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What You Can Learn About Infertility with Genetic Screening

Today doctors routinely suggest genetic screening to couples as part of their pre-pregnancy counseling. These tests screen both partners for more than 100 diseases and conditions. The conditions may impact your fertility, cause potential loss of future pregnancy by increasing your risk for miscarriage, or pose a threat of birth defects in your future child.

With all that genetic screening uncovers it may not surprise you that doctors find this type of genetic testing useful in predicting infertility. For those who’ve struggled to conceive and suspect infertility, genetic screening may help you get some answers. Here we take a look at some of the conditions uncovered by genetic screening and how they may reveal infertility.


Genetics and Infertility

DNA makes up your genes which make them a normal part of your heredity. Genes make up the nucleus of each chromosome. Chromosomes come in pairs, one from each biological parent. The genes within the chromosome determine things like hair color, eye color and other personal attributes as well as physical development and function. Genetic disorders result when genes don’t form as they should or when there is a missing gene or gene mutation.

Here are the specific ways genetic disorders interfere with fertility:


  • If an embryo inherits a single gene disorder implantation failure may result.
  • If implantation occurs, a single gene disorder may cause miscarriage.
  • A chromosomal abnormality may also result in implantation failure or miscarriage.
  • Genetic disorders may cause infertility by affecting the reproductive system in males or females.


How Does Genetic Screening Identify Infertility?

Doctors become concerned regarding a patient’s fertility if after 12 consecutive months of unprotected intercourse conception has not occurred. If the female partner is over the age of 35 then doctors show concern after six consecutive months of unprotected intercourse.

Your infertility may link directly to a genetic predisposition or a chromosomal abnormality. Abnormalities in either the male’s or female’s genetics may lead to infertility through implantation failure or recurrent miscarriage. Certain disorders in males affect sperm production and some genetic defects in females interfere with normal ovulation.



Types of Genetic Testing for Infertility in Females

There are two types of genetic tests your doctor performs when evaluating your fertility.


Genetic Carrier Screening

Genetic carrier screening looks for any genetic condition you may pass on to your future child. The test analyzes your DNA determining whether or not you are a carrier of various genetic conditions. Very often carriers do not have the condition themselves but rather carry the gene that causes the condition in their offspring.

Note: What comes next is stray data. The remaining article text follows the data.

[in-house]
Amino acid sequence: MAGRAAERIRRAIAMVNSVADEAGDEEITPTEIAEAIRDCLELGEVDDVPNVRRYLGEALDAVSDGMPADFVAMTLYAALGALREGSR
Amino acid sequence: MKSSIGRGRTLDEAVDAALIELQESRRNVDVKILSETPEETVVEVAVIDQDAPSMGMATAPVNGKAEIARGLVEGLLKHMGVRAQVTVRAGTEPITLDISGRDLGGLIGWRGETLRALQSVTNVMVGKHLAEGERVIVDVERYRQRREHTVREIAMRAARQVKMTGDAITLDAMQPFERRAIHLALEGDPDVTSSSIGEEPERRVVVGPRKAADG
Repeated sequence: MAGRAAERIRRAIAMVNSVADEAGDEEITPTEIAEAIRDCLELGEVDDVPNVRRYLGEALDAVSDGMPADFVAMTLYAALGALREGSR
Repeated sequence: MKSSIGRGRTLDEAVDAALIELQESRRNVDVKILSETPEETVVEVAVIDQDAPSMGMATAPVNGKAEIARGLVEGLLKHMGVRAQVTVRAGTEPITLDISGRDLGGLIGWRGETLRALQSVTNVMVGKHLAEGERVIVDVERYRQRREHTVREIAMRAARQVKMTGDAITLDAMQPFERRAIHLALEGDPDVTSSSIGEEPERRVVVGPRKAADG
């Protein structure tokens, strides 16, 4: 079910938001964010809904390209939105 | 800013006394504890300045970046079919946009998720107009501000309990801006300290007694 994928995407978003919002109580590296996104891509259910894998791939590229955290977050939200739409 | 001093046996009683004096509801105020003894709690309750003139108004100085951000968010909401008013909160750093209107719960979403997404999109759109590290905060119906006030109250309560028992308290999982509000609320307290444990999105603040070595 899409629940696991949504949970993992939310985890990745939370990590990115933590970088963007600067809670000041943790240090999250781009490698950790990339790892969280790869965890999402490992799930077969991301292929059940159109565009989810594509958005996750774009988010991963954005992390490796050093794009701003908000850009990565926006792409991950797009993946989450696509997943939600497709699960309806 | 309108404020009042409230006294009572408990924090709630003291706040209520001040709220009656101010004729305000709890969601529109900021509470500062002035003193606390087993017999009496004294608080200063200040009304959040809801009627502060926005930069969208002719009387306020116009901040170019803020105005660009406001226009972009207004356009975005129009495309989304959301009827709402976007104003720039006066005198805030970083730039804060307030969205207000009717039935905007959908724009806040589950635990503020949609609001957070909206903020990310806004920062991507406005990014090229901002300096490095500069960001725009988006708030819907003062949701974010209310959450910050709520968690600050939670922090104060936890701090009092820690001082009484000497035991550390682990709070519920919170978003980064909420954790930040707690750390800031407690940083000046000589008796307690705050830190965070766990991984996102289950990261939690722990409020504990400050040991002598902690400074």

Fragile X is just one of the genetic defects for which you’re screened. Females who carry the gene for fragile X syndrome have increased risk for a condition called primary ovarian insufficiency or POI. Females with POI experience infertility as the ovaries shut down before the age of 40.



This blood test analyzes the structure of your chromosomes and looks for connections to infertility related to rearrangements of the chromosomal structure such as Turner syndrome. The majority of females with Turner syndrome fail to mature sexually resulting in absence of the menstrual cycle which prevents ovulation.



Types of Genetic Screening for Infertility in Males

There are three types of genetic screenings for infertility in males. They are as follows:


Genetic Carrier Screening

Just as with female genetic carrier screening your doctor looks for specific genetic conditions you may carry.  Again, if you carry the gene for certain genetic conditions you typically don’t have the condition yourself. One of the conditions for which the screening tests is cystic fibrosis. You may pass CF on to your future child and if you carry the gene for CF you may not have a vas deferens, the tube that transports sperm.



In males, karyotype, which looks for chromosomal structure rearrangements, may uncover the presence of the condition Klinefelter syndrome. Males born with Klinefelter syndrome have an extra X chromosome which causes low testosterone. Because of this the male with Klinefelter syndrome may not produce sperm.


Y chromosome Micro-deletion Study

This blood test examines certain regions of the Y chromosome that, if absent, affect sperm development leading to infertility.


Preimplantation Genetic Testing

When a couple undergoes IVF, they may opt for preimplantation genetic testing (PGT) which examines the viability of the embryos prior to implantation into the uterus. This type of testing assesses the embryos for any chromosomal or genetic abnormalities that may lead to miscarriage or increase the risk for devastating birth defects or stillbirth.


Genetic Screening Provides Answers

If you suspect a genetic condition may be at the root of your inability to conceive or you just want some answers reach out to LA IVF. We offer genetic screening as part of your pre pregnancy evaluation as well as preimplantation genetic testing to ensure the viability of your embryos. Let us help you on your path to parenthood. Contact LA IVF today and we’ll begin your journey together.

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